Congress has passed and President Trump has signed the Tax Cuts and Jobs Act, which, among other things, repeals the Affordable Care Act (ACA) individual mandate, creates a new tax credit for employers offering paid family and medical leave, and eliminates tax breaks for several fringe benefits. This represents the first major significant change to the U.S. Tax Code since 1986. The Act includes a reduction in the corporate tax rate to 21%, down from 35%, beginning in 2018, and also includes new rules for executive compensation, stock compensation, and retirement plans. We recommend employers work with their HR and finance departments and retirement advisers to evaluate these changes taking all of these new rules into account. The Act largely avoids direct changes to employer-sponsored health and welfare benefit programs. Summarized below are provisions that will be most relevant to health and welfare plan sponsors.
ACA Individual Mandate Repeal. The ACA required individuals to have minimum essential health coverage (MEC), qualify for an exemption from the requirement, or pay a penalty tax. The Act permanently reduces the ACA’s individual mandate penalties to zero, effective in 2019. For 2018, most individuals are still required to maintain coverage or pay a penalty when they file their 2018 federal income tax return. The public health insurance Exchanges and subsidized coverage continue as does the employer mandate and the ACA reporting and recordkeeping. The elimination of the individual mandate penalties is expected to result in instability in the individual insurance market which may cause cost shifting to employer- sponsored group health plans, but it is expected that Congress may mitigate this instability by passing legislation at a later date to provide additional funding to support the Exchanges.
Elimination of Several Fringe Benefit Tax Breaks Starting in 2018. Employer contributions to an employee's qualified transportation fringe benefits (including those for public transportation, parking, and vanpools) will no longer be deductible from the employer's gross income. However, employees can still pay for these transportation costs on a tax-favored basis. The $20/month exclusion from employee income for bicycle commuting reimbursement is also suspended.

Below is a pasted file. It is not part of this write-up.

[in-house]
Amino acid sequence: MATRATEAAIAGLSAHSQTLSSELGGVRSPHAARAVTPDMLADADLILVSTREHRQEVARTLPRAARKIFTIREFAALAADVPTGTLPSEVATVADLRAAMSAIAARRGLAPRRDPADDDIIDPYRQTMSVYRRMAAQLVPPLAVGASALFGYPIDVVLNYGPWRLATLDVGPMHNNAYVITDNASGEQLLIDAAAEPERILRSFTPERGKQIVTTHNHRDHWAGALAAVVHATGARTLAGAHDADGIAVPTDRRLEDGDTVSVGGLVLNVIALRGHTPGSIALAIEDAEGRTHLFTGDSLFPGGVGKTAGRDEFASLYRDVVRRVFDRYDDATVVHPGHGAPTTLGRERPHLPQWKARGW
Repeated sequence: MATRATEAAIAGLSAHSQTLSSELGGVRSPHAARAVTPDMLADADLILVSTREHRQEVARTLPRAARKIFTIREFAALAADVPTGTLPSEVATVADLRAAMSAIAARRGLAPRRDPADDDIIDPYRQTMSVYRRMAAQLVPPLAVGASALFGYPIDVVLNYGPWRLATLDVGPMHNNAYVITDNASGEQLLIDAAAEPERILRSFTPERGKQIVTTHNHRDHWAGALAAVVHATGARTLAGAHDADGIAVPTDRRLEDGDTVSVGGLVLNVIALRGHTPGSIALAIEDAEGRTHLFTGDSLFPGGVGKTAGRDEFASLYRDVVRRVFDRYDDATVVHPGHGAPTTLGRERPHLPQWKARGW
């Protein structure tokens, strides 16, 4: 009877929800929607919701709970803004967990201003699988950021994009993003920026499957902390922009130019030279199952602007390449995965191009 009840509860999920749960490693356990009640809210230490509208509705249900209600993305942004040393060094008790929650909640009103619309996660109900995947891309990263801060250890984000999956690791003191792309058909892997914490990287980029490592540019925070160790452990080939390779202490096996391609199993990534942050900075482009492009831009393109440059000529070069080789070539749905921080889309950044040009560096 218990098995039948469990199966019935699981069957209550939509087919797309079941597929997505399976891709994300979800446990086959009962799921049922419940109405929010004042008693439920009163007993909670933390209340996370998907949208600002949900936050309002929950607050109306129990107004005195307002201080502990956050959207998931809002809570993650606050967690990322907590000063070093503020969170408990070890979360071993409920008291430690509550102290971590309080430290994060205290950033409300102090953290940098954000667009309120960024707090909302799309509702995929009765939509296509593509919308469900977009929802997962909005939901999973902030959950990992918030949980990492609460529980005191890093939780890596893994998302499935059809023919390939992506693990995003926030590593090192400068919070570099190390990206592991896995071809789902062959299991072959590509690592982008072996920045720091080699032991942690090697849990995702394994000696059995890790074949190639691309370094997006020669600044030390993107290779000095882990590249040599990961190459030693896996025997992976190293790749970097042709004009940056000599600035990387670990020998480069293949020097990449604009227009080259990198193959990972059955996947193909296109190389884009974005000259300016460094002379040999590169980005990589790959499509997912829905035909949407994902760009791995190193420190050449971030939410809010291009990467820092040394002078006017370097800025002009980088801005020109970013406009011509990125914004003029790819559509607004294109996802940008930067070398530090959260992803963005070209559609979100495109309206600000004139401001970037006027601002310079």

New Employer Tax Credit for Paid Family and Medical Leave. A new business tax credit is created for employers providing 2-12 weeks of annual paid family and medical leave, effective 2018 through 2019. Many large employers likely will be eligible for this credit. We recommend employers work with their tax and labor advisers to understand the key details and evaluate current family and medical leave benefits to determine if (and to what extent) they may be eligible for and want to apply for this tax credit. We understand the IRS will need to issue implementing guidance on this new credit over the coming weeks.
We note that the Act does not delay or repeal the ACA’s excise (“Cadillac”) tax on employer- sponsored coverage. Congress is likely to work toward a delay or repeal as the 2020 effective date approaches. There is also continued push by members of Congress for relief from the employer mandate penalties and reporting requirements, but it is unlikely at this stage that any changes will be included in end-of-year legislation. We will continue to monitor developments over the coming weeks and months, and provide details on new and revised employer obligations as they take shape over time. Should you have questions about this or any aspect of federal health insurance reform, contact your Conner Strong & Buckelew account representative toll free at 1- 877-861-3220. For a complete list of our Legislative Updates, visit our online Resource Center.